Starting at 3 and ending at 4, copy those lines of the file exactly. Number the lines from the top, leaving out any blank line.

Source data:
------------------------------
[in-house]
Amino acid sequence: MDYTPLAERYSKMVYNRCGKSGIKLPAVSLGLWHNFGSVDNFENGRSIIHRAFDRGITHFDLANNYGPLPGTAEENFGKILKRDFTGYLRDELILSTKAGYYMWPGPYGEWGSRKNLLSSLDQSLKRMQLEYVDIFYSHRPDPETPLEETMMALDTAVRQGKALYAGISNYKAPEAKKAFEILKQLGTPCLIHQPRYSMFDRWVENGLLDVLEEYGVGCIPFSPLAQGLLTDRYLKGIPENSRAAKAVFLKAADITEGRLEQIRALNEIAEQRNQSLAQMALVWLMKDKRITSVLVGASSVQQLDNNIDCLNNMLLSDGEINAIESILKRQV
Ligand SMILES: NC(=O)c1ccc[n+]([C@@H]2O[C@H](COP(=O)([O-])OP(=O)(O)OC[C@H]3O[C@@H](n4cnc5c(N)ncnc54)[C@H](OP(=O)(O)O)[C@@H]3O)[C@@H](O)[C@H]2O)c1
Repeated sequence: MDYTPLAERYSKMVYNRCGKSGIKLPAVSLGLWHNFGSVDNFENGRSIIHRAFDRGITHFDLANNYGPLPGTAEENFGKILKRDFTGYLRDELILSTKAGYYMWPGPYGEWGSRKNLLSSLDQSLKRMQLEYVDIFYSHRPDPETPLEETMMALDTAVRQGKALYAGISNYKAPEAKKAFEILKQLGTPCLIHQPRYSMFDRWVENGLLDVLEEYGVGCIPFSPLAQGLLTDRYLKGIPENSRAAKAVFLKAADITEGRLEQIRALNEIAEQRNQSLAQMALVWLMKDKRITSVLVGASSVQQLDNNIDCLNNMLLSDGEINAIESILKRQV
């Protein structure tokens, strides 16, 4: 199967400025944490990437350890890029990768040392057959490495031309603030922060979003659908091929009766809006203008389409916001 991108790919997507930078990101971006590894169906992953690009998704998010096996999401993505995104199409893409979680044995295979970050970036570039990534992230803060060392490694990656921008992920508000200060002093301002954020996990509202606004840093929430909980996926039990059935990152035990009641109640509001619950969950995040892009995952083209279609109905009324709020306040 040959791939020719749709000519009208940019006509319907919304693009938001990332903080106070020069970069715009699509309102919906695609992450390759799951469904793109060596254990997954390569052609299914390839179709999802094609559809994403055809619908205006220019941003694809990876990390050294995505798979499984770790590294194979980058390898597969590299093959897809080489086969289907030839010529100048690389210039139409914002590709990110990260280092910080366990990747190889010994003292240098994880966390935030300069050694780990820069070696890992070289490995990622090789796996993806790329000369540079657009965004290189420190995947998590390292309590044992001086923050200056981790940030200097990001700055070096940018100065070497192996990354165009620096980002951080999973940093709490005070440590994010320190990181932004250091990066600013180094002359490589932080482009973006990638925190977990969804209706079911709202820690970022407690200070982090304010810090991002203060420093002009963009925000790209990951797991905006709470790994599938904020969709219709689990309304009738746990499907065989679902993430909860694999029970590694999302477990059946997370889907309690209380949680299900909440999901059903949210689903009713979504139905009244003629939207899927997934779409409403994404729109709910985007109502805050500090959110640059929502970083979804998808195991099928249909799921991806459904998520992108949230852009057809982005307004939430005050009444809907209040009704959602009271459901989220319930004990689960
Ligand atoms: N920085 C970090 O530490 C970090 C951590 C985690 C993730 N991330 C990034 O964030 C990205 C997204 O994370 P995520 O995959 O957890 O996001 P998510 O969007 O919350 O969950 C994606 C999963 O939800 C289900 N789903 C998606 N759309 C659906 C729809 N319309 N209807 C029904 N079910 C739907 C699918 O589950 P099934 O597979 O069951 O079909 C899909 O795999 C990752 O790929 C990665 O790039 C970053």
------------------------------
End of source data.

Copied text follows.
Ligand SMILES: NC(=O)c1ccc[n+]([C@@H]2O[C@H](COP(=O)([O-])OP(=O)(O)OC[C@H]3O[C@@H](n4cnc5c(N)ncnc54)[C@H](OP(=O)(O)O)[C@@H]3O)[C@@H](O)[C@H]2O)c1
Repeated sequence: MDYTPLAERYSKMVYNRCGKSGIKLPAVSLGLWHNFGSVDNFENGRSIIHRAFDRGITHFDLANNYGPLPGTAEENFGKILKRDFTGYLRDELILSTKAGYYMWPGPYGEWGSRKNLLSSLDQSLKRMQLEYVDIFYSHRPDPETPLEETMMALDTAVRQGKALYAGISNYKAPEAKKAFEILKQLGTPCLIHQPRYSMFDRWVENGLLDVLEEYGVGCIPFSPLAQGLLTDRYLKGIPENSRAAKAVFLKAADITEGRLEQIRALNEIAEQRNQSLAQMALVWLMKDKRITSVLVGASSVQQLDNNIDCLNNMLLSDGEINAIESILKRQV